Lebanese rockets hit Israel in offensive’s 4th day
JERUSALEM (AP) -- Gaza rocket fire struck a gas station and set it ablaze Friday in southern Israel, seriously wounding one person as rocket fire also came from Lebanon for the first time in the four-day offensive.
The attack on the gas station in Ashdod looked to be the most serious attack in Israel in the four days of fighting that has seen Israel deliver a heavy blow to Gaza's Hamas leaders. The military have carried out more than 1,000 strike strikes against Gaza targets that have killed at least 95 people, including dozens of civilians.
The explosion in Ashdod sent plumes of smoke high into the air, leaving a trail of charred vehicles in its wake. Israeli health officials said the blast wounded three people, including one in serious condition. Rocket fire continued in earnest from Gaza toward various locations in southern Israel and around Tel Aviv.
In northern Israel, rocket fire struck near the Lebanese border and the military responded with artillery fire toward the source in southern Lebanon, military spokesman Lt. Col. Peter Lerner said.
The Lebanese military said three rockets were fired toward Israel around 6 a.m. (0300 GMT) and the Israelis retaliated by firing about 25 artillery shells on the area.
Lebanon's state-run National News Agency said that one of those suspected of firing the rockets was wounded and rushed to a hospital. The Lebanese military said troops found two rocket launchers and dismantled them.
Southern Lebanon is a stronghold of the Shiite militant group Hezbollah, which has battled Israel numerous times. However, recent fire from Lebanon has been blamed on radical Palestinian factions in the area and Hezbollah has not been involved in the ongoing offensive.
A Lebanon-based al-Qaida-linked group, the Battalions of Ziad Jarrah, claimed responsibility in the past for similar rocket attacks on Israel.
Gaza militants already have fired more than 550 rockets against Israel in the four-day offensive. Israel's "Iron Dome" defense system has intercepted most of those aimed at major cities but some have slipped through.
Frequent air raid sirens sounded across Israel on Friday, including for the first time in the northern city of Haifa. Israel has shot down at least 110 incoming rockets thus far.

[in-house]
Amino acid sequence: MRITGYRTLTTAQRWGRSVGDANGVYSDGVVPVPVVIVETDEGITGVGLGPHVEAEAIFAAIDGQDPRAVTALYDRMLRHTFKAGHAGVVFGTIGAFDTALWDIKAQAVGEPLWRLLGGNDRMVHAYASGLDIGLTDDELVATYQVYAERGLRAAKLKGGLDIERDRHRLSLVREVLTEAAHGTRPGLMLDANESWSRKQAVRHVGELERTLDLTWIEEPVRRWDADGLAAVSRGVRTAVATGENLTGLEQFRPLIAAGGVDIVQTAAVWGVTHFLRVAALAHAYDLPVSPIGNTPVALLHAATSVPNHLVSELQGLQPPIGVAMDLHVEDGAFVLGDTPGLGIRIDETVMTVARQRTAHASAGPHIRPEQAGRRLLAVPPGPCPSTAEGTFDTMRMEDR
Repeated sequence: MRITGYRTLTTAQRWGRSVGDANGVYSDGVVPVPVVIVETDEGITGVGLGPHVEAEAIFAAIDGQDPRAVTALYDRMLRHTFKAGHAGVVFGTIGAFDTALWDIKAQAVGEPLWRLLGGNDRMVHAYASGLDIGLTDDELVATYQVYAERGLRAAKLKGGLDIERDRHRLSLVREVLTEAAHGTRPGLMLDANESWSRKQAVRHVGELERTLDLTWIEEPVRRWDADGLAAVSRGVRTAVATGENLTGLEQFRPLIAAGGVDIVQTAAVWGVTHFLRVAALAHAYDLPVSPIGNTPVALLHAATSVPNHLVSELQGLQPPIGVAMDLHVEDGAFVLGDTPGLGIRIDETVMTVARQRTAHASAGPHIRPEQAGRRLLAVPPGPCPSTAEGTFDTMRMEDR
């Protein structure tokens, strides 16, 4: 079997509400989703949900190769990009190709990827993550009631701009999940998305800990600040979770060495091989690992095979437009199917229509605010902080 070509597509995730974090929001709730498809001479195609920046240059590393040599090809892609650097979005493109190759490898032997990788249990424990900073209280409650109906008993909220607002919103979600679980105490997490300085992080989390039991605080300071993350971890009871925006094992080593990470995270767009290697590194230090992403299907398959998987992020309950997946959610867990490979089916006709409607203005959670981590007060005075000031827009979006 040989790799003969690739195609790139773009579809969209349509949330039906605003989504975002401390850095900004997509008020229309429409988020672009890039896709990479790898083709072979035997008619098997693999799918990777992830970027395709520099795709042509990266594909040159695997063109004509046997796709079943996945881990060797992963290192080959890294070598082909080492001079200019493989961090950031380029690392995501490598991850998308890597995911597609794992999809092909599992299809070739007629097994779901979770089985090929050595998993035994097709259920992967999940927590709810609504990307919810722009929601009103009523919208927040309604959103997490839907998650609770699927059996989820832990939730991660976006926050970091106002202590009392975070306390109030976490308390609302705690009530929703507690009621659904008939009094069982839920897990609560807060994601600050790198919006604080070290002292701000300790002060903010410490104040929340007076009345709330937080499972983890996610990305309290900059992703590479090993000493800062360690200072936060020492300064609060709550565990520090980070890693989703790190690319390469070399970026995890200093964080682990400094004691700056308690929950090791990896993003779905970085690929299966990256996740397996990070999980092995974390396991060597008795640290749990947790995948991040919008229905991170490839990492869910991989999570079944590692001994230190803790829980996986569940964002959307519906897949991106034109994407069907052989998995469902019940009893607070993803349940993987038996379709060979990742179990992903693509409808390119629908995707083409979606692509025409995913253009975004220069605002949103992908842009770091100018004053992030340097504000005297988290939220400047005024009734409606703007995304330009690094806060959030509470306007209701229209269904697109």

Israel launched the Gaza offensive to stop incessant rocket fire that erupted after three Israeli teenagers were kidnapped and killed in the West Bank and a Palestinian teenager was abducted and burned to death in an apparent reprisal attack.
The military says it has hit more than 1,100 targets already, mostly what it identified as rocket-launching sites, bombarding the territory on average every five minutes.
In Gaza, an Israeli airstrike Friday hit the home of a well-known Islamic Jihad leader. Gaza health officials said five people were killed in the strike.
Lerner said the military was doing its utmost to prevent civilian casualties, calling inhabitants ahead of time to warn of imminent attacks. He said Israeli forces also fire "non-explosive munitions" at roofs as a warning and looks for people to leave before destroying a structure.
Lerner blamed Hamas for the death of innocent bystanders by firing from heavily populated areas.
Israel's military "uses its weapons to defend its civilians. Hamas uses its civilians to defend its weapons," he said.
Israeli leaders are mulling whether to launch a ground assault in Gaza to target Hamas. Such a move, though, would likely involve a rise in Palestinian civilian casualties and put Israeli troops at risk as well.
During a ground incursion in early 2009, hundreds of civilians were killed and both sides drew war crimes accusations in a United Nations report
Israel has mobilized more than 30,000 reservists to supplement the potential ground operation.
Amos Yadlin, a retired general and former head of military intelligence, said Israel has already re-established a deterrent factor against Hamas and should offer a cease-fire and aim to wrap up its campaign in the coming days.
"If the Israeli offer is turned down, Israel will refill its stock of legitimacy in such a way that will enable a significant expansion of the objectives and scale of the operation," he wrote in a column published Friday in the Yediot Ahronot daily newspaper. "Hamas has taken severe blows since the start of the round of violence and has failed in almost every step it took. ... However, one rocket that hits an Israeli population center will be enough to change the picture completely."
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